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Elmer's story

Elmer was born with an intellectual disability in the mid-1950s. At a very young age he was placed in a special home for children in regional Victoria, and at three years old he was transferred to a different facility 250km away.

Conditions at this facility were tough. One of Elmer’s earliest memories was seeing a nurse die when she fell off a chair while standing on it to change a light bulb. He was not removed from the scene but was allowed to watch as the ambulance carried her body away.

Staff at the home were physically abusive toward the children. Often without reason and in front of other children, Elmer would have his pants pulled down in the dining room and would be struck on his backside with a razor strap. In a written statement Elmer described this as ‘a humiliating experience’.

At times Elmer would wet the bed and this was punished with ‘cold showers for five minutes or rubbing our noses in our wet sheets’. Every Friday night the children were given Epsom salts ‘to make us go to the toilet. If we didn’t take our dose, we would be given double … At times the laxative effect of the Epsom salts was so bad that I would soil myself in the middle of the dining room. I also witnessed other boys do this. It was humiliating’.

‘When the superintendent, Mr Howard, found out that one the children had had a nightmare, the following night he would recall the nightmare to the child before he went to bed causing them to be afraid and on some occasions suffer further nightmares.’

Elmer was sometimes punished for talking at the dinner table, but this was ‘a different kind of punishment. They would make us rub their legs from their knees to their ankles and we would have to do this until they heard other staff members coming into the dining room. I felt strange when I was made to do this and I didn’t like it’.

When Elmer was around 10 years old, a staff member who worked the night shift, Mr Vickers, would often visit him while he was in bed.

‘During the night he would come to my bed and fondle my penis underneath my pyjamas. He ostensibly would do it to see if we had wet the bed, but I knew he was up to mischief … [He] would play with my penis even when I was asleep, and I would wake to catch him doing this. I saw him fondling other boys in the same way.’

Elmer told the matron about Vickers’ behaviour.

‘I complained about how Vickers was touching us boys during the night and he was taken off night shift and put on day shift.

‘He never got charged, that’s interesting about this. He never got charged. He came over and put his hand in a boy’s pyjamas and started plumbing that business. He wasn’t the only one that was doing it, there was another guy doing it too.’

Sometime later Elmer was moved to a different ward. As a newcomer to the ward, Elmer was subjected to an initiation process from the male nurses. ‘Two of them held me down in the passage way to the bedroom, and in front of all the other boys they painted boot polish onto my penis. It hurt and took about a week to get it off’, he said.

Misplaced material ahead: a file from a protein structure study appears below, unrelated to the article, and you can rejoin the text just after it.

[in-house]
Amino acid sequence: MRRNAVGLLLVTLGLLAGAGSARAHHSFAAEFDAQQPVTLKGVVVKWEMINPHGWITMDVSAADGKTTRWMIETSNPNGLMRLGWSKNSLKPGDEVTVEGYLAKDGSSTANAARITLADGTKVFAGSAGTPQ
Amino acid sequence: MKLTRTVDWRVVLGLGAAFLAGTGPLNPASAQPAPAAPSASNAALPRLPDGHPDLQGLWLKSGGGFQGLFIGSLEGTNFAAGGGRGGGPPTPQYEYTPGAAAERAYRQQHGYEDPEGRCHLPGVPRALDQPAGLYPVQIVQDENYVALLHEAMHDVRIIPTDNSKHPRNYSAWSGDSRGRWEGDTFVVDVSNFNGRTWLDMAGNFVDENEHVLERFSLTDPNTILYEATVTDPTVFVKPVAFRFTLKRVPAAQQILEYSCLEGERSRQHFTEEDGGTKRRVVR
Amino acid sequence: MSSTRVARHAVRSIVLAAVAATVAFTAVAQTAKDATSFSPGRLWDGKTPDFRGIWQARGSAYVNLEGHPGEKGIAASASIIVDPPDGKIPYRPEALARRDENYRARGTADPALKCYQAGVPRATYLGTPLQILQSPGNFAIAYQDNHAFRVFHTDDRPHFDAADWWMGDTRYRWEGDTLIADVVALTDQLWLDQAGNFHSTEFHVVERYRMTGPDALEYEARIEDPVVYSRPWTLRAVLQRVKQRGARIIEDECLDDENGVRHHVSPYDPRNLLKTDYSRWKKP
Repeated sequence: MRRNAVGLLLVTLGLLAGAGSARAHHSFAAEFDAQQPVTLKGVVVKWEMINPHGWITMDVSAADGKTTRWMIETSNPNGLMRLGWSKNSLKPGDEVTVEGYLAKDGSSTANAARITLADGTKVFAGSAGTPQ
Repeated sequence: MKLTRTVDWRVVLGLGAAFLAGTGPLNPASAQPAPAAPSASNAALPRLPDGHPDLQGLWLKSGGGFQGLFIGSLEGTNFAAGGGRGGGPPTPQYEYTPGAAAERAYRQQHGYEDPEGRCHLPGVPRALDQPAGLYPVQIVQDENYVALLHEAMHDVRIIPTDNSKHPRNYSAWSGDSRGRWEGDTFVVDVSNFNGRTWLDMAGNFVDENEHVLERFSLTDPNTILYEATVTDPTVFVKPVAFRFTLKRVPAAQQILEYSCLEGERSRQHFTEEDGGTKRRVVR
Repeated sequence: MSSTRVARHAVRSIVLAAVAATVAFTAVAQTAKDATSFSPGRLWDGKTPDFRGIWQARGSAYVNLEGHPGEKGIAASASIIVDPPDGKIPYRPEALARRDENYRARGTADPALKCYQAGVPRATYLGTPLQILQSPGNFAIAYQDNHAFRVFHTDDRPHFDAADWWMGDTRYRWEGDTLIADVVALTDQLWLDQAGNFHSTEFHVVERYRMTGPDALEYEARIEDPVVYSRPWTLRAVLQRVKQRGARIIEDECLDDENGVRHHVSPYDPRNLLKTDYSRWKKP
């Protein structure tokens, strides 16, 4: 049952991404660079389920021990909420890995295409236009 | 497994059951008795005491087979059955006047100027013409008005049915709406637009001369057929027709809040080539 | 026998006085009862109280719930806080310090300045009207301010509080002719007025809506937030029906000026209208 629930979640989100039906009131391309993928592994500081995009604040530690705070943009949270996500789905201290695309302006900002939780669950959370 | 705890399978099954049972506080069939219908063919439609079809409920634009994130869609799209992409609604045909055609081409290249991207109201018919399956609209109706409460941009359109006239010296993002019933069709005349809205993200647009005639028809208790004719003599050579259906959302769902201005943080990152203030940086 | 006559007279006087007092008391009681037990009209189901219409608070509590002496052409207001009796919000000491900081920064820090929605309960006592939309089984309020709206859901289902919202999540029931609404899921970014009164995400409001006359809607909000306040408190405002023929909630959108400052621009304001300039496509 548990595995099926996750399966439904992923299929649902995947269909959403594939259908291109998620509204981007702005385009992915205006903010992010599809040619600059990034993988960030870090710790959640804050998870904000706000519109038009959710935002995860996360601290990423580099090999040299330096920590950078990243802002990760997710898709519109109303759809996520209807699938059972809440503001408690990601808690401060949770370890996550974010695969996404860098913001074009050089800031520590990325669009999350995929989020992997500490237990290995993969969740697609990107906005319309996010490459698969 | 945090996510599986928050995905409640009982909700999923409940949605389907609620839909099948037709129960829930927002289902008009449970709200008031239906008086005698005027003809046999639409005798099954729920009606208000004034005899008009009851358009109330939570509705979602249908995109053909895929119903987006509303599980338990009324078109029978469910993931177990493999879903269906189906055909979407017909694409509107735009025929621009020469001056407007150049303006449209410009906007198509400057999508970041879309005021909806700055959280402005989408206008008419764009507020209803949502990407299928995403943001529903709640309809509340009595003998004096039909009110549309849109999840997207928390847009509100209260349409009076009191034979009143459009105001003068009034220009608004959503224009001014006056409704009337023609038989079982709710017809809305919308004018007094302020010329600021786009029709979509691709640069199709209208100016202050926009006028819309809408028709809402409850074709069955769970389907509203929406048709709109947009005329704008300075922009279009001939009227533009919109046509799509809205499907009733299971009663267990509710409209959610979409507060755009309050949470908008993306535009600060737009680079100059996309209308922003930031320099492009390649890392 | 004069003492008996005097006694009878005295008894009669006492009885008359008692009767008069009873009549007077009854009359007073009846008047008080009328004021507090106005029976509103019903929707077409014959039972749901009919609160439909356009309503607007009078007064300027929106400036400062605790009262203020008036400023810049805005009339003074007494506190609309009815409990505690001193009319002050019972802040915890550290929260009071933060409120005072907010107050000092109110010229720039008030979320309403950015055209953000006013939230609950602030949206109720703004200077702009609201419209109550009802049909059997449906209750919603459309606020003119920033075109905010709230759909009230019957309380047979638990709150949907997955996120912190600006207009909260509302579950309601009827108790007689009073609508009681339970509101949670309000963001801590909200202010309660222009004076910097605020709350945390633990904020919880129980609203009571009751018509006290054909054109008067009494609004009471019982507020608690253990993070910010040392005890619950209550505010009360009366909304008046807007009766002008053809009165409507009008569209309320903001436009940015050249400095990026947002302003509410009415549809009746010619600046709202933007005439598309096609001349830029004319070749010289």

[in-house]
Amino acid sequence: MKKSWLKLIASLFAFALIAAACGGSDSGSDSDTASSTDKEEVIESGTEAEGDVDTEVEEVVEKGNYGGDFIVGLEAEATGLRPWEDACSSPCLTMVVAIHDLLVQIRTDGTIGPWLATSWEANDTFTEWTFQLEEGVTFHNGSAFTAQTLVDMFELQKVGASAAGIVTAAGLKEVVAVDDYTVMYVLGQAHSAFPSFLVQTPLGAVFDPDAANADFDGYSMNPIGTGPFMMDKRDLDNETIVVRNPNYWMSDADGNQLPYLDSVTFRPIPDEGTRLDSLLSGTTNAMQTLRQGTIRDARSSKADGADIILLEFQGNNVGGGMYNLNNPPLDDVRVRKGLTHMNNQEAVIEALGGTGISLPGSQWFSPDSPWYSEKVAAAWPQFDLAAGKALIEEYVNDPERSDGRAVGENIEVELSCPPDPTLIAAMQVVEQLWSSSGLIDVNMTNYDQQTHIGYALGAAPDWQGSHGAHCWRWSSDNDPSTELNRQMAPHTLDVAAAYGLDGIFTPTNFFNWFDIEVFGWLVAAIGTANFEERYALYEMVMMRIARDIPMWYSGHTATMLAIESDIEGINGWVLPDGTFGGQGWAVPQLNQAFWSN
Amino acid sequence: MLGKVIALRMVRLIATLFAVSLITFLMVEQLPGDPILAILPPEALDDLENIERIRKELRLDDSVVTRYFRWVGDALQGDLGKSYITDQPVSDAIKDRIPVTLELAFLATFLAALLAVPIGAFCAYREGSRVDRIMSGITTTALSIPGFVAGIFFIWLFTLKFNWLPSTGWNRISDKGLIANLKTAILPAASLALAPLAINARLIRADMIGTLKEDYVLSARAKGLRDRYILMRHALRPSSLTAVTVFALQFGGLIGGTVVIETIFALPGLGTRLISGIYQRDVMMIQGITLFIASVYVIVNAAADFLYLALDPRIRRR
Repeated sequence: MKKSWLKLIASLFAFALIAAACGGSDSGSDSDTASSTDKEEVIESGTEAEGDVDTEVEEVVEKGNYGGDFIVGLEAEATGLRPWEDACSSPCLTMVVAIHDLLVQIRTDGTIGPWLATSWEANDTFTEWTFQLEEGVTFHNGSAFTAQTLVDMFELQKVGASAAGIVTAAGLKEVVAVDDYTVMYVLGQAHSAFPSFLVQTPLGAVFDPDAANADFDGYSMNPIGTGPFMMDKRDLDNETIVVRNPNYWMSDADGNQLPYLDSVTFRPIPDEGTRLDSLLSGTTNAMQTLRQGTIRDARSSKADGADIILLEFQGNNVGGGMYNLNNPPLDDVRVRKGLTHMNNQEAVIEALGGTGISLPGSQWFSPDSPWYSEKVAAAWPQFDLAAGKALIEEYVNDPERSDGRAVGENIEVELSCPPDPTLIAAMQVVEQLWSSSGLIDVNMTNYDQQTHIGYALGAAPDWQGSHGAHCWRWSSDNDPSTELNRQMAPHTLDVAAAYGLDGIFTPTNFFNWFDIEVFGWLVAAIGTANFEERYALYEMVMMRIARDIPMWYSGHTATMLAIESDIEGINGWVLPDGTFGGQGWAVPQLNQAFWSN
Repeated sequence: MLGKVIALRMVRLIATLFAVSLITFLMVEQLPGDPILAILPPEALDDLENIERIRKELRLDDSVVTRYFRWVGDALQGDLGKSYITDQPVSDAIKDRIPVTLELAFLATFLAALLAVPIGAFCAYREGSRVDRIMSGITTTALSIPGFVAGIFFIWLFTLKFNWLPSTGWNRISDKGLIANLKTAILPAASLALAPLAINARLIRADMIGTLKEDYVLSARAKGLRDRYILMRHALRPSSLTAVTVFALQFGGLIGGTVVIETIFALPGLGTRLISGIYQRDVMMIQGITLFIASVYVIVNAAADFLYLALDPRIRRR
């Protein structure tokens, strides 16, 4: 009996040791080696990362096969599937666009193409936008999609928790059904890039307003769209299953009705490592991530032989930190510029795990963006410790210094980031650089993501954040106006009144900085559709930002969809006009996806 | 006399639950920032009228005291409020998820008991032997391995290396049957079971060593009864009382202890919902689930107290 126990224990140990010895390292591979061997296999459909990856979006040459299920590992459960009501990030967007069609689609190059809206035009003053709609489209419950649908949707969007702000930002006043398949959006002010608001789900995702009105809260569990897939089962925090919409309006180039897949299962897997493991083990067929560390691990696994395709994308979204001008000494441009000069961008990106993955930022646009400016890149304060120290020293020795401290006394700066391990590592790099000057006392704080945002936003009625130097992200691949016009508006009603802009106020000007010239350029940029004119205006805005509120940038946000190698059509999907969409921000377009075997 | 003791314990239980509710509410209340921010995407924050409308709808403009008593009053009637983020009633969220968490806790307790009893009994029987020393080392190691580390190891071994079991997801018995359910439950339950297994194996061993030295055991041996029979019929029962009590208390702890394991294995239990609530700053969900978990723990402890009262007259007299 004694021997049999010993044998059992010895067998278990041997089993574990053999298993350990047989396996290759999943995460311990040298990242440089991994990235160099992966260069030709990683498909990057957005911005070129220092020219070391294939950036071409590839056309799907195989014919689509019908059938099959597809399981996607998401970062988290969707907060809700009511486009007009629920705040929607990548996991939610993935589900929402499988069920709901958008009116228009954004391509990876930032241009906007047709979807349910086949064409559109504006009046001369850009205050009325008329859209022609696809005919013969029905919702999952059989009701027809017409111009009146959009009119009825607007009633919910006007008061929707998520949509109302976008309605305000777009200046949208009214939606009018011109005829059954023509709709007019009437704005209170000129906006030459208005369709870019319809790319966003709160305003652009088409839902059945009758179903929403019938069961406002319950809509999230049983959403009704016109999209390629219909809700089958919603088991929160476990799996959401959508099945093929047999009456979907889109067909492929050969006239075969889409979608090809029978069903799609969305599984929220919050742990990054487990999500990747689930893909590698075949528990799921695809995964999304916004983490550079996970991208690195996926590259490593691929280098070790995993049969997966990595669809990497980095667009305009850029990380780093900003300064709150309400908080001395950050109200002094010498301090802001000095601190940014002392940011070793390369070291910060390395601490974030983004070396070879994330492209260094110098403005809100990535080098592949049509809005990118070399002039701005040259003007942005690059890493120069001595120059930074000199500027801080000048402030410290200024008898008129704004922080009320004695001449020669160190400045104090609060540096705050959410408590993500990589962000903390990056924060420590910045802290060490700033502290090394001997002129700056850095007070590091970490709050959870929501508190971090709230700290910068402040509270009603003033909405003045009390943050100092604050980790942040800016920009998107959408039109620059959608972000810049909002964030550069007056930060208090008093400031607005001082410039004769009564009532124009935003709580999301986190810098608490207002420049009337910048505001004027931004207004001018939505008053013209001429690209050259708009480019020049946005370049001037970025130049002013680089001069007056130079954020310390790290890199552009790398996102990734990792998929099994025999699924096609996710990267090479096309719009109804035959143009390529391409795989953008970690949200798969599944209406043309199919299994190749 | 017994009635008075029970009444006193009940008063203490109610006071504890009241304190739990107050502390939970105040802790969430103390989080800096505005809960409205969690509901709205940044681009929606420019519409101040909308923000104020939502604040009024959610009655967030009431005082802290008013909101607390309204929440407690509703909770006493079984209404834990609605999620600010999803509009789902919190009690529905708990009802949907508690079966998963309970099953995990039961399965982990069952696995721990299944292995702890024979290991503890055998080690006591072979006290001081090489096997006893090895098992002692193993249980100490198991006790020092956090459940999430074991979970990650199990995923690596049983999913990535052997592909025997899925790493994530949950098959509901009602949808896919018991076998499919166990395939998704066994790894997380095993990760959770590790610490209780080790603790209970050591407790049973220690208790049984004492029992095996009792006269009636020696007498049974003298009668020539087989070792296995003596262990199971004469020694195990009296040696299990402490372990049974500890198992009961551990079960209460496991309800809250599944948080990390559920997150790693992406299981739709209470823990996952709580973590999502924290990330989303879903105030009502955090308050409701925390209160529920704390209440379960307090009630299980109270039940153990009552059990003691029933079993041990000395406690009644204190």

‘The boys in the home did not really discuss with each other the abuse that would occur to us. We were young kids and we already knew what was happening to each other.’

When he was 16 Elmer was moved to a different home, approximately 150km away. Before leaving he stole the superintendent’s razor strap and threw it out the window during the journey. He was never caught or punished for this act of rebellion.

‘During the course of the trip going over I wound down the window and I pulled out this razor strap from the front of my pants. [The driver] saw it going out the window. He said “What was that about?” I said “Well Mr Howard was getting heavy handed in the classroom so there’s one strap missing, it went out the window. When he goes back he won’t be able to use it on the boys”.’

Life at Elmer’s new home was no better than the one he left. He described it as ‘like a concentration camp’. One of the cooks there, Mr Pellen, frequently asked the boys for sex.

‘Mr Pellen had an HG Holden station wagon. I couldn’t work out why there was all the newspaper up against the window, had a bloody mattress in the back. One of the boys turned around and complained … and Mr Pellen got sacked over it. He should’ve been charged.’

As an adult Elmer has a history of alcoholism, suffers from insomnia and has trouble forming relationships. ‘I suffer from many sleepless nights. Most nights I wake up early. Often I think I must have had a nightmare because I wake up with a start.’

‘I used to drink daily to try to forget about my past and try to get away [from] life. I no longer drink alcohol.’

In the mid-2010s, with the assistance of a lawyer, Elmer took civil action against the state and received $100,000 in compensation, $26,000 of which went to his solicitors. ‘I put it to good use … paid bills, new clothes, the works.’ Elmer also received an apology letter from the Department of Health and Human Services, which he had laminated.

‘I was of the opinion the only reason they wrote that was ‘cause they were guilty in the first place. They tried to cover their tracks. I’m the only one who received it.’

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